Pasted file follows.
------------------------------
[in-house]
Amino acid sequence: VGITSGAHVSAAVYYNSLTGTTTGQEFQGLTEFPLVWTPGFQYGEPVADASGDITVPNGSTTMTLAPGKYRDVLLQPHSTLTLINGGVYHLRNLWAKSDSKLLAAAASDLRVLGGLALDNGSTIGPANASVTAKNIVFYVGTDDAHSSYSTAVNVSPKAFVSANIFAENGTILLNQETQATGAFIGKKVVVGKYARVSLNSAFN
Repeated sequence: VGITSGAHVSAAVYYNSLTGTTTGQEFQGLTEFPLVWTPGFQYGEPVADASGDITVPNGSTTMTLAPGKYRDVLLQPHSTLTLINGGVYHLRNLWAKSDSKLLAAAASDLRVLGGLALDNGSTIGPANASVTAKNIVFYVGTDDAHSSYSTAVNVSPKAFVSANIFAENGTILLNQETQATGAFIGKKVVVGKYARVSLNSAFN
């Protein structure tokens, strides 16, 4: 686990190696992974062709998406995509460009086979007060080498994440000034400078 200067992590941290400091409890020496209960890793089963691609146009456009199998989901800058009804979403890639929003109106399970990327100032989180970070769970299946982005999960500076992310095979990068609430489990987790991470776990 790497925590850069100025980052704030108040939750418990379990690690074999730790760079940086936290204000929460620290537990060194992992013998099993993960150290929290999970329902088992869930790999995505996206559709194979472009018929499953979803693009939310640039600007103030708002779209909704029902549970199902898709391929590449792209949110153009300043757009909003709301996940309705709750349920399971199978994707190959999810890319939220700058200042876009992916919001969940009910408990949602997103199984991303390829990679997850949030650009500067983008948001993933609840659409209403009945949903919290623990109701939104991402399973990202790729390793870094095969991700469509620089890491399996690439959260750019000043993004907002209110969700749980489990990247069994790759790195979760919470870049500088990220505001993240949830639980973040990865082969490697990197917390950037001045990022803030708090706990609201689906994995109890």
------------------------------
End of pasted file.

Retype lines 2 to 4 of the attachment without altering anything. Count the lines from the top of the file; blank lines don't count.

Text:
Amino acid sequence: VGITSGAHVSAAVYYNSLTGTTTGQEFQGLTEFPLVWTPGFQYGEPVADASGDITVPNGSTTMTLAPGKYRDVLLQPHSTLTLINGGVYHLRNLWAKSDSKLLAAAASDLRVLGGLALDNGSTIGPANASVTAKNIVFYVGTDDAHSSYSTAVNVSPKAFVSANIFAENGTILLNQETQATGAFIGKKVVVGKYARVSLNSAFN
Repeated sequence: VGITSGAHVSAAVYYNSLTGTTTGQEFQGLTEFPLVWTPGFQYGEPVADASGDITVPNGSTTMTLAPGKYRDVLLQPHSTLTLINGGVYHLRNLWAKSDSKLLAAAASDLRVLGGLALDNGSTIGPANASVTAKNIVFYVGTDDAHSSYSTAVNVSPKAFVSANIFAENGTILLNQETQATGAFIGKKVVVGKYARVSLNSAFN
């Protein structure tokens, strides 16, 4: 686990190696992974062709998406995509460009086979007060080498994440000034400078 200067992590941290400091409890020496209960890793089963691609146009456009199998989901800058009804979403890639929003109106399970990327100032989180970070769970299946982005999960500076992310095979990068609430489990987790991470776990 790497925590850069100025980052704030108040939750418990379990690690074999730790760079940086936290204000929460620290537990060194992992013998099993993960150290929290999970329902088992869930790999995505996206559709194979472009018929499953979803693009939310640039600007103030708002779209909704029902549970199902898709391929590449792209949110153009300043757009909003709301996940309705709750349920399971199978994707190959999810890319939220700058200042876009992916919001969940009910408990949602997103199984991303390829990679997850949030650009500067983008948001993933609840659409209403009945949903919290623990109701939104991402399973990202790729390793870094095969991700469509620089890491399996690439959260750019000043993004907002209110969700749980489990990247069994790759790195979760919470870049500088990220505001993240949830639980973040990865082969490697990197917390950037001045990022803030708090706990609201689906994995109890």